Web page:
For more than 50 years, a group of African-American models traveled the country by charter bus, bringing haute couture to the masses. They walked the runway, donning outfits from the likes of Yves Saint Laurent and Givenchy, gowns that cost thousands of dollars. These women were a part of the Ebony Fashion Fair, the first fashion show to employ African-American models, shaking up the industry and becoming a cultural phenomenon in the process.
Each year, the models racked up miles performing in more than 180 cities a year in the United States, Canada and the Caribbean, traveling six days a week. And it was much more than a fashion show. Founded by Eunice W. Johnson, of the Johnson Publishing Company, the Ebony Fashion Fair became a galvanizing event known for its live music and choreographed dance numbers, raising $50 million for charities and scholarships over its multi-decade run.
Now, the first-ever exhibition on the show, “Inspiring Beauty: 50 Years of Ebony Fashion Fair” is crisscrossing the country much like the models who gave it life. The traveling exhibition’s most recent stop is at the George Washington University Museum and The Textile Museum in Washington, D.C. It tells the story of the trailblazing show through 40 garments selected from a collection of thousands by designers including Christian Dior, Vivienne Westwood and Naeem Khan, who dressed former first lady Michelle Obama on several occasions.
The exhibition emphasizes “the notion that black is beautiful even before that was a movement in the 1960s,” says Camille Ann Brewer, curator of contemporary art at the museum. That empowering notion is what inspired Eunice Walker Johnson, who co-founded the company that publishes Ebony and Jet magazines, to launch the show back in 1958.
The show’s namesake was a section in Ebony, the magazine about African-American life that Johnson’s husband, John H. Johnson, founded in 1945. The very first show was intended to be a one-time event. At the request of a friend, Eunice organized the show as a fundraiser for a hospital in New Orleans. But the show’s success convinced the Johnsons to take it to 10 other cities that year, and for the next 50 years, the show sold out venues across the country. The show presented a new narrative for the African-American community, allowing black Americans to see themselves represented in an industry that excluded them. Each ticket for the show came with a subscription to the magazine or its sister publication, Jet.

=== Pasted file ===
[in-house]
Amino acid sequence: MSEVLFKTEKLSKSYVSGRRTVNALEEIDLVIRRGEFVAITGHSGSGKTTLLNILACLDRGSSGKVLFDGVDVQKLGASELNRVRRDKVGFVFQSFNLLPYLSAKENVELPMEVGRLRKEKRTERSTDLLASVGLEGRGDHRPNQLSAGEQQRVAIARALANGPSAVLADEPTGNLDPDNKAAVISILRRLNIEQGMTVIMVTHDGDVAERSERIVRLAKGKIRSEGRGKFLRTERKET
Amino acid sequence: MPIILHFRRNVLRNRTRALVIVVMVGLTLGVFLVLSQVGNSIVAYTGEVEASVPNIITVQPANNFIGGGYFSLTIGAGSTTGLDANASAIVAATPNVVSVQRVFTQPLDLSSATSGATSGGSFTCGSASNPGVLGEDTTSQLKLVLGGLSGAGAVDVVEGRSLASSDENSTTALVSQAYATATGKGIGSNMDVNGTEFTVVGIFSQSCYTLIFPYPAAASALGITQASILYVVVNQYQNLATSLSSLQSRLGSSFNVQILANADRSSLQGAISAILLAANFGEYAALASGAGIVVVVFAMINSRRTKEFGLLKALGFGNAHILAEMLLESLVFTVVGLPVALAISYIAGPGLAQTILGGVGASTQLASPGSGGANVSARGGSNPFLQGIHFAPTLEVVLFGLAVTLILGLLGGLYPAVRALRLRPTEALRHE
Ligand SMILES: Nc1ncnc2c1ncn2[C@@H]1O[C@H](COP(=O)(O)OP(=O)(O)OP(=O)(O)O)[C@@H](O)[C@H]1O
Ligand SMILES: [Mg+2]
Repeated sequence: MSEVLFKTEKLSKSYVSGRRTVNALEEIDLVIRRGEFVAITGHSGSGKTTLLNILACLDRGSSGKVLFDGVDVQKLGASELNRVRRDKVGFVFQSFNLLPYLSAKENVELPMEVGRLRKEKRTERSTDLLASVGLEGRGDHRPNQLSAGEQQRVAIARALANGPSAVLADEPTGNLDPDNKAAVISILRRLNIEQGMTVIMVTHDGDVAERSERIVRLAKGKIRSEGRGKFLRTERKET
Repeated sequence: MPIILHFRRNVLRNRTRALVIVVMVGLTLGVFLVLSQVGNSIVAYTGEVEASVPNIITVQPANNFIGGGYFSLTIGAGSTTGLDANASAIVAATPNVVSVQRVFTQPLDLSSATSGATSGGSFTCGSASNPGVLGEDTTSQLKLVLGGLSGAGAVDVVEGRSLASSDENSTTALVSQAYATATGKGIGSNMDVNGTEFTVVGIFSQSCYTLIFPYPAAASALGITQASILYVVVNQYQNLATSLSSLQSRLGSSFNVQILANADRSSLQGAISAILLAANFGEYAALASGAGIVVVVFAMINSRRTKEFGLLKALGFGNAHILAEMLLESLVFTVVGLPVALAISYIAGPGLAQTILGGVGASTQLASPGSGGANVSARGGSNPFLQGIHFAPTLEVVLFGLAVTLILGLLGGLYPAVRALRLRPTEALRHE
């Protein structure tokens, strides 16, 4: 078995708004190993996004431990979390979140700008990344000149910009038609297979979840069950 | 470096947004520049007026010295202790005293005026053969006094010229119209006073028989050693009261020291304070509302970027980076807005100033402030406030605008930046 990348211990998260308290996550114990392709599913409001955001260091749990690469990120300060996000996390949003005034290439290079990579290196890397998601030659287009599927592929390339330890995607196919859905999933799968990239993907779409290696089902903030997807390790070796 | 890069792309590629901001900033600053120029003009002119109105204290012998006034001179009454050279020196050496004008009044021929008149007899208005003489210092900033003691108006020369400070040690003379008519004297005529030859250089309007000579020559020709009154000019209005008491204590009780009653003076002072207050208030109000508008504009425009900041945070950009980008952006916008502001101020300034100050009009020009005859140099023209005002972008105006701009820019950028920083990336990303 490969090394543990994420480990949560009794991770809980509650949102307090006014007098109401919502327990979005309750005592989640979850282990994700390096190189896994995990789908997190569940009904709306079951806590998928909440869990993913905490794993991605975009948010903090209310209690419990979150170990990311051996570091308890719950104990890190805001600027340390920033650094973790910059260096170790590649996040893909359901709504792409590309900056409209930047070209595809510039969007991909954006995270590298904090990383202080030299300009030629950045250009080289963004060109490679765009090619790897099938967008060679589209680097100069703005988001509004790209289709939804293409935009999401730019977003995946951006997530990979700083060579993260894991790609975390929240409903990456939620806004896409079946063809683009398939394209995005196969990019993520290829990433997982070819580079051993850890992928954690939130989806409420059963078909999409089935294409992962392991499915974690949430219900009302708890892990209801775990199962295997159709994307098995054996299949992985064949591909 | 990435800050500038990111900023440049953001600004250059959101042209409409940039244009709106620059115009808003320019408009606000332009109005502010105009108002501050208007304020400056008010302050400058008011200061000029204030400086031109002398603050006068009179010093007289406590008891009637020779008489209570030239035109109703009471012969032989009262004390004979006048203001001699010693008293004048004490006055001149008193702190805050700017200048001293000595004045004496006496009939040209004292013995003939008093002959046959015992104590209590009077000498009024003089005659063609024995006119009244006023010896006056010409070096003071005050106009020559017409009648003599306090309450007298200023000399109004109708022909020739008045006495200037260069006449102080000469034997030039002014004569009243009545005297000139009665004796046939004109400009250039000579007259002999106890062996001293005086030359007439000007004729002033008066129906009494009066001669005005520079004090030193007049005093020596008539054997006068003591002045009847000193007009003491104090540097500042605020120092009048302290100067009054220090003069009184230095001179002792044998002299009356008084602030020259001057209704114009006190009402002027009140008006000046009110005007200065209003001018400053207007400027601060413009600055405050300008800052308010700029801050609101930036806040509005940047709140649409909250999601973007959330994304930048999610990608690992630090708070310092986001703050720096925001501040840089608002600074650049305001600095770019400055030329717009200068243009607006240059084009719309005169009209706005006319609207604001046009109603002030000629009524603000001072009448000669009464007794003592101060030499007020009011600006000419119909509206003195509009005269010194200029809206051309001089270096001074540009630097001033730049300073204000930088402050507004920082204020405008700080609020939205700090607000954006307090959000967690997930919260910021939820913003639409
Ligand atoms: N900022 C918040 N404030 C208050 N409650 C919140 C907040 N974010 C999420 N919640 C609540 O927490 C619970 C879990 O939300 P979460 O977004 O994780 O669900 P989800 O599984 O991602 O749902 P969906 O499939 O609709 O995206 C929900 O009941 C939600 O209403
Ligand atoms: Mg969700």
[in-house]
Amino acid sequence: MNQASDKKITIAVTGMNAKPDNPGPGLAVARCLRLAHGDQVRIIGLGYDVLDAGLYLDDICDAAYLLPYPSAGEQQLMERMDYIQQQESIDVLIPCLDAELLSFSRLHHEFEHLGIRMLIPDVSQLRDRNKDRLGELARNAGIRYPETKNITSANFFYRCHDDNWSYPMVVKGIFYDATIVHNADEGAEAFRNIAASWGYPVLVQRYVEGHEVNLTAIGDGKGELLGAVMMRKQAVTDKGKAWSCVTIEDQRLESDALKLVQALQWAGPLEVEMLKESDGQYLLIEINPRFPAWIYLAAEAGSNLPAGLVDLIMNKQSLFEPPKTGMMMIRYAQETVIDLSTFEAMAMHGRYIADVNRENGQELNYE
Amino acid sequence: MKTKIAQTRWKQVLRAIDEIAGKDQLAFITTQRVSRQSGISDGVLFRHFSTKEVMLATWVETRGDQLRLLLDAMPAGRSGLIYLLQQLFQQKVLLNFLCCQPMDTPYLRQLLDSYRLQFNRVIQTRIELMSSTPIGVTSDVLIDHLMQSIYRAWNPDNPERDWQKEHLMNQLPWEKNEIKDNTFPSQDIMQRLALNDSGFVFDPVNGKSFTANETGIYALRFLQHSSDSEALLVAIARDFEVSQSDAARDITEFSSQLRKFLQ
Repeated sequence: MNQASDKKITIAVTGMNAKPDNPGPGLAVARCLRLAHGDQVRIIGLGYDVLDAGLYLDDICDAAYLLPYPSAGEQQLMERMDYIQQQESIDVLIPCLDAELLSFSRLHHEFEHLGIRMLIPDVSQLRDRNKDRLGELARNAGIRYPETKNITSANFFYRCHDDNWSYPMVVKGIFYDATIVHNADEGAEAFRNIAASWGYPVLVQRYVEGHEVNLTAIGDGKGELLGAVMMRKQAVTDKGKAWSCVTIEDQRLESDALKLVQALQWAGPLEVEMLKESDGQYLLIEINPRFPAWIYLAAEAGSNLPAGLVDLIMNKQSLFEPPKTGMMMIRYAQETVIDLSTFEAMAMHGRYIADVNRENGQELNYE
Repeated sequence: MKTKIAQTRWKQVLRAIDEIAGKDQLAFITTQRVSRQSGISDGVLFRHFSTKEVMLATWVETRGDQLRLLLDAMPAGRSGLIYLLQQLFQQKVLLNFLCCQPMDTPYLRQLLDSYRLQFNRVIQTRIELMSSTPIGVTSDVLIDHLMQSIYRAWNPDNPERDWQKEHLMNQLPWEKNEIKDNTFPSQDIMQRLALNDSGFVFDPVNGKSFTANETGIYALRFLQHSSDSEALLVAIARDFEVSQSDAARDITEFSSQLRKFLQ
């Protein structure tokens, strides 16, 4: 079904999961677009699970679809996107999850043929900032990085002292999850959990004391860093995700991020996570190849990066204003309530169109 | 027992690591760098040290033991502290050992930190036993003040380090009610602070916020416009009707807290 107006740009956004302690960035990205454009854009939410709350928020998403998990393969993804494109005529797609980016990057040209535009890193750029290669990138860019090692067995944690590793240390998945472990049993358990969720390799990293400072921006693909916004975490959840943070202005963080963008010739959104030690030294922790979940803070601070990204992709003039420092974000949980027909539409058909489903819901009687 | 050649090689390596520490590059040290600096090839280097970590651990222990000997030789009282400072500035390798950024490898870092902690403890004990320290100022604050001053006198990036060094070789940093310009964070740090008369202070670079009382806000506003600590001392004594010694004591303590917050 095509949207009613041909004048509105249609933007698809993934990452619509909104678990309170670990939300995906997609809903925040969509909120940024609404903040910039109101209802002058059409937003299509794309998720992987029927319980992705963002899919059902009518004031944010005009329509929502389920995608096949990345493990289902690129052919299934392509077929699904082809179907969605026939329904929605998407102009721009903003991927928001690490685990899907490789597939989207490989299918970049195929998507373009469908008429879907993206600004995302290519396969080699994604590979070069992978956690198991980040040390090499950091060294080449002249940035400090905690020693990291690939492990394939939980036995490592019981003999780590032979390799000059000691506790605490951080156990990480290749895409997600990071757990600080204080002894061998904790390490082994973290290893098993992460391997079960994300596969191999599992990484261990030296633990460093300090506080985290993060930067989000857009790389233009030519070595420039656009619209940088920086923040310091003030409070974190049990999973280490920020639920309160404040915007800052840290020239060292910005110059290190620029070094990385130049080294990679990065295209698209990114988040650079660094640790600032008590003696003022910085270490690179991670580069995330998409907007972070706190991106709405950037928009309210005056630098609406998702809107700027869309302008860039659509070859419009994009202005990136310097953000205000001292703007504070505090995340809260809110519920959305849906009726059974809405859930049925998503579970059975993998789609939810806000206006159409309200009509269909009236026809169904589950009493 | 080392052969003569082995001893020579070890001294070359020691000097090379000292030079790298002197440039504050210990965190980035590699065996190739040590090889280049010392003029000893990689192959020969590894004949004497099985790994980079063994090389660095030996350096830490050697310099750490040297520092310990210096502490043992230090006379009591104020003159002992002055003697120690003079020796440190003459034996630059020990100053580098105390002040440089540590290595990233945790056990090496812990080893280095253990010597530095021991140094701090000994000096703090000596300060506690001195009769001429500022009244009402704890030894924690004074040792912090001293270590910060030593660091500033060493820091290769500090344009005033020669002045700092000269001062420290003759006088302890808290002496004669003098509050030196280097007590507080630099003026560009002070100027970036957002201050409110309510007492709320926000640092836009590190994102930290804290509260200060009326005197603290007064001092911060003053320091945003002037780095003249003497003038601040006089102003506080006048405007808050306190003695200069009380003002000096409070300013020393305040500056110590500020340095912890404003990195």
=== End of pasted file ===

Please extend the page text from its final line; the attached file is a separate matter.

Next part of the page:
In the pages of her magazines and in the fashion fair, Johnson dressed her darker-toned models in the collection’s brightest fashions. Instead of shying away from dark skin like others in the fashion industry, she wholeheartedly embraced it.
Though they sold out venues across the country, the models and their show were not always welcomed with open arms. In cities where Jim Crow laws reigned, their white bus driver carried a pistol. Sometimes they would assign the lightest-skinned model in the group, who could pass as white, the task of walking into stores to purchase snacks for the rest of the bus. And, in the late 1980s, the Ebony Fashion Fair received a bomb threat before a show in Louisville, Kentucky.
When it came to acquiring the latest in European fashion, Johnson was one of the pros. As she traveled to the world’s fashion capitals, she carved a place for herself in the insular community of fashion, sometimes pushing her way past those who tried to keep her out because of the color of her skin. “In his memoir, John H. Johnson writes that at first, Eunice Johnson had to ‘beg, persuade and threaten’ European designers to sell high fashion to a black woman,” notes NPR. Johnson eventually became one of the world’s top couture buyers, purchasing an estimated 8,000 designs for the show over the course of her life.
Shayla Simpson, a former model and commentator (a narrator, essentially) for the show, traveled with Johnson to Paris, Rome and Milan to select designs for the Fashion Fair. At one point, when she asked Johnson about her budget, she recalls Johnson uttering, “Have I ever told you there was a limit?”
But Johnson’s runway wasn’t reserved exclusively for the big European ateliers. Just as she opened the doors for African-American models, she highlighted the work of African-American designers, too. At Johnson’s shows, work by black designers including Stephen Burrows, known for using red piping in his color-blocking technique, made its way down the runway. (One of Burrows’ dresses is part of the exhibit.)
The groundbreaking nature of the Fashion Fair extended beyond just clothing. In 1973, they expanded the brand’s reach to a makeup line for African-American women after Eunice observed her models mixing foundations to suit their varying complexions. Though Fashion Fair cosmetics are perhaps less necessary today as more brands diversify their color options, they remain a staple of African-American beauty culture. Most of the Ebony Fashion Fair models embodied the tall, thin look typical to their industry, but the Fair also was ahead of the industry by hiring some of the first plus-size models.
Despite the limitations it faced over the decades, the Ebony Fashion Fair only came to an end when the Great Recession forced the Johnson Publishing Company to cancel the show’s fall 2009 season. And, by that time, its relevance in the fashion world had already begun to wane as the mainstream fashion industry finally began to embrace African-American models and designers.
Ebony Fashion Fair may be over for now, but “Inspiring Beauty” solidifies the show’s legacy. Along the way, it breathes new life into artifacts from a cultural phenomenon that empowered generations of African-Americans—and inspired them to embrace their beauty.